Paper and packaging manufacturer Sappi says there has been a pronounced recovery of pricing and demand in dissolving pulp (DP) markets.
As of January 29, 2021, the Chinese market price had improved to $895/t, driven by a number of positive factors including low inventory levels, rebounding textile demand, higher viscose staple fibre (VSF) prices, and favourable Dollar/Renminbi currency movements.
Sappi CEO Steve Binnie notes that the full benefit of the rising DP prices will be phased through future quarters owing to the quarterly lag in contract pricing. A strengthening Rand/Dollar exchange rate is expected to negate some of the pricing benefits for the South African DP segment.
“Despite the improved market conditions, we are encountering logistical and production challenges at our South African DP facilities as a result of Covid-19. Notably, a severe second wave of Covid-19 infections in South Africa has necessitated a prioritisation of oxygen supplies into the healthcare sector,” he explains.
Consequent restrictions on the procurement and transport of oxygen to the South African mills have resulted in a temporary curtailment of DP production at the Ngodwana Mill in the second quarter.
Underlying demand for packaging and speciality paper products remains resilient as consumer preferences default to more sustainable alternatives.“We continue to ramp-up sales and production in North America and Europe following the completion of the Somerset Mill and Maastricht Mill conversions. However, Covid-19 may adversely impact demand for certain non-essential consumer products.”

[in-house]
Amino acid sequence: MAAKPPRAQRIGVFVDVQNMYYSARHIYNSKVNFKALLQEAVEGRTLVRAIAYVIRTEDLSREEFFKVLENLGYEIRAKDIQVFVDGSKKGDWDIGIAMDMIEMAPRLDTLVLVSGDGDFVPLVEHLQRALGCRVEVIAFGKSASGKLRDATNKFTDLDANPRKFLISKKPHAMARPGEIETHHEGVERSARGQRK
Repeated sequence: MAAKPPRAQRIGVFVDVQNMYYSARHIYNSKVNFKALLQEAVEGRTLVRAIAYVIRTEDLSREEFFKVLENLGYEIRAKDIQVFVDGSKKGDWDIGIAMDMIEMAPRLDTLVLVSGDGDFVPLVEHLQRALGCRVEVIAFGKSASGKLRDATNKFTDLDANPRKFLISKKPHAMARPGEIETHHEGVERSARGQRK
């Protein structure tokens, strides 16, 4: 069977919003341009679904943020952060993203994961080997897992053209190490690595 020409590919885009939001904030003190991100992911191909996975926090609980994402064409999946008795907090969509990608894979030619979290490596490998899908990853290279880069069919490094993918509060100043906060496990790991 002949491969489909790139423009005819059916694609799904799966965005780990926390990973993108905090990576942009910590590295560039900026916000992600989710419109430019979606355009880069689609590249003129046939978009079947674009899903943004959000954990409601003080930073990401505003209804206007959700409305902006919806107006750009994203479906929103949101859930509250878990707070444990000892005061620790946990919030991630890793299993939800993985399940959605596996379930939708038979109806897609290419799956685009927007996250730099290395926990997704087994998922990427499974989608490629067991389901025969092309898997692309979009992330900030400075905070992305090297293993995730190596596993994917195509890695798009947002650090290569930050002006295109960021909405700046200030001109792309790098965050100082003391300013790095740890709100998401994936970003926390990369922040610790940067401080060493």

Further, the global resurgence of Covid-19 and associated extended lockdowns and restrictions on economic activity are expected to stall the graphic market recovery, particularly in Europe. A rapid and significant rise in paper pulp costs is expected to reduce margins in this segment.
“While we have announced selling price increases in most of our markets to mitigate this risk, there will be a lag before the benefits of the increases are realised.
“The recent series of paper machine and mill closures or conversions in the industry are expected to improve the supply/demand balance resulting in a recovery of operating rates in the coming quarter and year,” says Binnie.